Independence days, part II

Posted on August 24, 2011


Going into the 1965 South-East Asian Peninsular (SEAP) Games, the mood in the Singapore camp was clearly one of confidence. “Beautiful soccer” was the verdict of acting Singapore Amateur Football Association (SAFA) president Kee Yew Leng after a 1-0 friendly win over Johor in November.

Musing over the depth of the squad, Kee was of the view that the quality of the players fighting for a place in the SEAP Games side presented an almighty dilemma for selectors.

Singapore captain Quah Kim Swee

Singapore captain Quah Kim Swee

December brought further good tidings. Singapore headed for the Games having captured the Aw Hoe Cup, defeating Hong Kong 2-1 after extra-time in a replay. The injured Lee Kok Seng aside, Singapore’s Malaya Cup-winning side was intact, as was the guidance of coach Choo Seng Quee from the sidelines.

With newly appointed captain Quah Kim Swee leading the line, the Lions also boasted players of the quality of keeper Wilfred Skinner, defenders Lee Wah Chin and Matthew Chin, and the talented attackers Majid Ariff and Rahim Omar.

In Kuala Lumpur however, Singapore’s challenge went to pieces. Playing two matches in a five-team tournament, the Lions lost 1-0 to Burma in their first game before being crushed 5-1 by South Vietnam in their second.

As bewildered fans pondered the swift exit, the fallout began. Two days after Christmas, the new SAFA council wielded the axe – coach Choo and six players – Quah Kim Swee, Quah Kim Siak, Mokhtar Tabri, Ali Astar, Mahat Ambu and Majid Ariff – were sacked.

The sackings stemmed from team manager Tan Peng Ghee’s report to the council. Tan alleged that captain Kim Swee had demanded monetary allowances before the tournament, and that coach Choo had stood with the players.

“In my opinion these players lack the spirit of loyalty, dedication and obligation to their country. All they were interested in was the amount of allowances and bonuses they were to get. We could do without these players,” said Tan. He also accused coach Choo of insubordination and inciting indiscipline and resentment among the players.

In an era when the players were nominally amateur, the issue of financial incentives was a touchy one. It emerged that SAFA had been paying allowances of S$15 per match and S$100 for a win, which for many went against the spirit of amateur sport. The new council’s move in December 1965 to end the practice of allowances, bonuses and other gifts was applauded by the media.

With the core of the 1965 Malaya Cup team gutted, SAFA attempted to rebuild the national team. Of a 23-man squad named to face Czechoslovakian champs Slovan Bratislava in January 1966, only 12 were national team regulars. New faces included Brian Richmond, John Fernandez and future national coach Robin Chan.

With the team in flux, the results that followed were predictable. The national side lost 2-0 to Slovan; what made things worse were the pull-outs just before the match of keeper Skinner and defender Lee Teng Yee. Singapore had to field the Johor keeper Ungku Ismail.

Slovan played another two matches against invitational teams featuring the national players as well as players from Johor and the Joint Services. These ended 10-1 and 7-0 to the Czechs, with Slovan proposing after the second game to lend three players to Singapore to make their final match more even. Another visiting side, OFK Belgrade, handed out another two heavy defeats in January with a 4-1 win over Singapore and a 6-1 hammering of an invitational side.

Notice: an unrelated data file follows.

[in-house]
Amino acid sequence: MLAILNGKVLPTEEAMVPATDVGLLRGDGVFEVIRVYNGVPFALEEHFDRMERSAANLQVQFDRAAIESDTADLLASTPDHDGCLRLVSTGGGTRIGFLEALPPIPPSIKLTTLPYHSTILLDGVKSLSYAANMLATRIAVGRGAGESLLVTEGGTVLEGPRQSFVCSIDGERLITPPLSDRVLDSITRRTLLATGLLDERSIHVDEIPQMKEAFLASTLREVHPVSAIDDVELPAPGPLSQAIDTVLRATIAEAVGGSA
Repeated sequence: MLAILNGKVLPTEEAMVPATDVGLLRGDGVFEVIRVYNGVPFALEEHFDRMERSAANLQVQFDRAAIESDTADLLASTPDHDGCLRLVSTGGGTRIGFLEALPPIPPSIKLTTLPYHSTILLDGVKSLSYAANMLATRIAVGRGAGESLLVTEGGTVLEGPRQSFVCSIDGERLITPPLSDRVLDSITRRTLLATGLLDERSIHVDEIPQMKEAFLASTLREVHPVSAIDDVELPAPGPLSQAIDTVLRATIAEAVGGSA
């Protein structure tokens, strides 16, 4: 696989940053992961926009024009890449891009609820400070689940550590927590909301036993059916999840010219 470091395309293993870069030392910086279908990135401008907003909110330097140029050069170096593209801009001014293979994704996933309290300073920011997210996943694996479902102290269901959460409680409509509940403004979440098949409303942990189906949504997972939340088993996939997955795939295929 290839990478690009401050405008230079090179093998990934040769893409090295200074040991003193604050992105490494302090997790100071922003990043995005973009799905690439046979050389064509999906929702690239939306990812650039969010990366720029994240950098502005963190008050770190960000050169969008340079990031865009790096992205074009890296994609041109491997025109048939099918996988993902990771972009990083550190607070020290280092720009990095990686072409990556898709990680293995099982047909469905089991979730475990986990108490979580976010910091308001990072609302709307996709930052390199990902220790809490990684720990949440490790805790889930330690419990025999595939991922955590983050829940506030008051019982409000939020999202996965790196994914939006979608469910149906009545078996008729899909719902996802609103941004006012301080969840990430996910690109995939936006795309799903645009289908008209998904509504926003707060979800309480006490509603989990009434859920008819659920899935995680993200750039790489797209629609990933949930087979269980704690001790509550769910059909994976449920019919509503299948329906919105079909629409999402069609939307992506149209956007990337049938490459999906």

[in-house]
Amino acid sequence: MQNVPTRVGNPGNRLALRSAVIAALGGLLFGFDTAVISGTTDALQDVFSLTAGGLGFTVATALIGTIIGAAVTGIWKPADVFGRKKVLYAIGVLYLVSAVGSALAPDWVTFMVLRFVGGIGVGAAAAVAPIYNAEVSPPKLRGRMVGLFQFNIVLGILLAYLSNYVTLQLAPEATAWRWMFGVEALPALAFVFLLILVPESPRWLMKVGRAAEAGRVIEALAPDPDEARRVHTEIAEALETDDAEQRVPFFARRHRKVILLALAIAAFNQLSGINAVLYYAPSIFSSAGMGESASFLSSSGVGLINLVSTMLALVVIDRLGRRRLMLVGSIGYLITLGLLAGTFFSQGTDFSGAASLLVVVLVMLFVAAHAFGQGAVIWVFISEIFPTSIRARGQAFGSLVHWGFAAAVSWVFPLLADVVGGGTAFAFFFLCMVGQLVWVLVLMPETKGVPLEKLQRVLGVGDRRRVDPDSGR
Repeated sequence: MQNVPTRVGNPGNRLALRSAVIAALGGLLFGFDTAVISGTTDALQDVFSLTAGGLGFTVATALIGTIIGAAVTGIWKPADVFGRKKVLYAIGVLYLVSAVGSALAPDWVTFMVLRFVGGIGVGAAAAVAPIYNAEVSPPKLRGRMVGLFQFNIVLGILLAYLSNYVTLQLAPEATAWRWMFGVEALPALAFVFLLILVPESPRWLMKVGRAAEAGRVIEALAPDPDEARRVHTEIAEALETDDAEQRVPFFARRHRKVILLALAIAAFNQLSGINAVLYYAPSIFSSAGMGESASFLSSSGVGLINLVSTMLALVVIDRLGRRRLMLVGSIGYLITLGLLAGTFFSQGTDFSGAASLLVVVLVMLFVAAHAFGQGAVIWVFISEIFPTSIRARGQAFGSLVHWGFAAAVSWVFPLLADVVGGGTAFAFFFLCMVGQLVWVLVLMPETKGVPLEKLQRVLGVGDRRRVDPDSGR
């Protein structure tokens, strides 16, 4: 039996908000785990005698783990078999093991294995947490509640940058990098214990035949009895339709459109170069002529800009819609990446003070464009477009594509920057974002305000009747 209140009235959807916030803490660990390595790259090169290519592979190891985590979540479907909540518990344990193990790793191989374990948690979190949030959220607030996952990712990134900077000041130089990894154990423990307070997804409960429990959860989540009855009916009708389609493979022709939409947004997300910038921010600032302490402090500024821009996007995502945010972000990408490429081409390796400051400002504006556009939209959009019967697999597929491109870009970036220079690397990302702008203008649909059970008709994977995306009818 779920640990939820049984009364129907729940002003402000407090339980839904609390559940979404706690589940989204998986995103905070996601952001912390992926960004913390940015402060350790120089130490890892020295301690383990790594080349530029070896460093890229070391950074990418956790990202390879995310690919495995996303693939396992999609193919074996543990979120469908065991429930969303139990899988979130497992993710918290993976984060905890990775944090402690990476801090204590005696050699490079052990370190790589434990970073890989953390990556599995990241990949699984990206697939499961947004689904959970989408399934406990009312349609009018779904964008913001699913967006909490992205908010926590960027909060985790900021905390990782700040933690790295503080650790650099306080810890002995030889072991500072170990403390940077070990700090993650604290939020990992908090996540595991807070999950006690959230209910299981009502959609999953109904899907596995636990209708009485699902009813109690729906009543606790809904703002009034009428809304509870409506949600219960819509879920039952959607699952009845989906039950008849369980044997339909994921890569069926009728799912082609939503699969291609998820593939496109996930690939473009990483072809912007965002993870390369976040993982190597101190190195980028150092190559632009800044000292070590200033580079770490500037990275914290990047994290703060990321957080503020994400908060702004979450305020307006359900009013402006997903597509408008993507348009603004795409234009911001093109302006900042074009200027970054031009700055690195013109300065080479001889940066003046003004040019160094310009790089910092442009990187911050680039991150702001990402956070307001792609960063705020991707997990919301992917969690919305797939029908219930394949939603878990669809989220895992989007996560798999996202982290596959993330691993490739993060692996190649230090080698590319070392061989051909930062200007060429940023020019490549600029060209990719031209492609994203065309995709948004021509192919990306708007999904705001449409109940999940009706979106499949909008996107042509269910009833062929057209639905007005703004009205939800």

After the humblings at the hands of the two Eastern European teams, SAFA renamed itself the Football Association of Singapore in late January 1966. Former national coach Choo meanwhile was still appealing the decision to sack him and six players after the SEAP Games.

Abu Bakar Pawanchee, Singapore's representative to the United Nations and FAS president, 1965-1967

In a letter to new FAS president Abu Bakar Pawanchee, Choo wrote: “I humbly appeal to you to use your wise counsel to see that justice is done. The players should be given a chance to answer the allegations and they cannot possibly do that without a commission of inquiry”. No such commission would be forthcoming.

On the field, things continued to look bleak as the new-look Singapore were knocked out of the Football Association of Malaya (FAM) Cup by Johor. Despite a month-long training camp under Scottish coach Frank Brennan, Singapore then lost the first match in their defence of the Malaya Cup, again to Johor.

At the beginning of the year, the FAS had said: “(We) are prepared to start from scratch. We don’t care if it takes us another five years to rebuild a team of 1965 standard. We are determined to do it.” After the second defeat to Johor however, fingers landed firmly on the panic button.

In April 1966, reconciliation talks were called with the six players sacked the previous December, as well as with Skinner and Lee Teng Yee. The talks ended with all eight available for the national team once again. An FAS statement said: “Inche Abu Bakar was convinced that some of them had indeed misbehaved themselves during the SEAP Games, but he was prepared to give them another chance.

“He was also convinced, after hearing reports from the players as well as from officials who accompanied the team to Kuala Lumpur, that not all the blame should be attached to the players alone.”

A Quah Kim Swee goal on his return gave Singapore a half-time lead in their second Malaya Cup match, but the Lions still lost 2-1 to Singapore Joint Services. An 8-1 victory over Negri Sembilan inspired by Kim Swee restored some hope, but Singapore were eventually eliminated after further losses to the Malaysian Armed Forces and the Services.

Only after December 1966 and the Asian Games would Singapore football be able to hold its head up in pride again.